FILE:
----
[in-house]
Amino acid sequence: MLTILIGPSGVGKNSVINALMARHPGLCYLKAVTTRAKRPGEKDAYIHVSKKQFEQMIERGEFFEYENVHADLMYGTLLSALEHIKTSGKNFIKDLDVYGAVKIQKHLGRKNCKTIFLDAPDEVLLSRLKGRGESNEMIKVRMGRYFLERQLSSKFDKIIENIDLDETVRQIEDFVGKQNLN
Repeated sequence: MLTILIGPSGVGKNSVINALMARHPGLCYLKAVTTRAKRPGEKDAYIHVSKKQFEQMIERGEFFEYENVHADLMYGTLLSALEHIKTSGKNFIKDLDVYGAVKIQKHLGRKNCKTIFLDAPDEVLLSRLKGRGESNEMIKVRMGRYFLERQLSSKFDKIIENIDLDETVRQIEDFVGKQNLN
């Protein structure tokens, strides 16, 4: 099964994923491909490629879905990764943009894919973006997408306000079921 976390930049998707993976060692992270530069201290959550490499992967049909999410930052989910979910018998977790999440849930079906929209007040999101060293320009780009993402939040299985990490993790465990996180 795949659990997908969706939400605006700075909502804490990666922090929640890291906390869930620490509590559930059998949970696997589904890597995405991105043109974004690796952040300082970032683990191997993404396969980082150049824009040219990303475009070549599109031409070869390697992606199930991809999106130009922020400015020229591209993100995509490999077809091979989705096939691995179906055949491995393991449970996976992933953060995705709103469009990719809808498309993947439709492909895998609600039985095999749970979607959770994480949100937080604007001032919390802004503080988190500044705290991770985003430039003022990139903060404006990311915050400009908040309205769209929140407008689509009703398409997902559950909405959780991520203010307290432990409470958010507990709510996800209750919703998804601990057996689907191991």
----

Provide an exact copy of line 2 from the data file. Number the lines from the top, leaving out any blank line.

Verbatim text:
Amino acid sequence: MLTILIGPSGVGKNSVINALMARHPGLCYLKAVTTRAKRPGEKDAYIHVSKKQFEQMIERGEFFEYENVHADLMYGTLLSALEHIKTSGKNFIKDLDVYGAVKIQKHLGRKNCKTIFLDAPDEVLLSRLKGRGESNEMIKVRMGRYFLERQLSSKFDKIIENIDLDETVRQIEDFVGKQNLN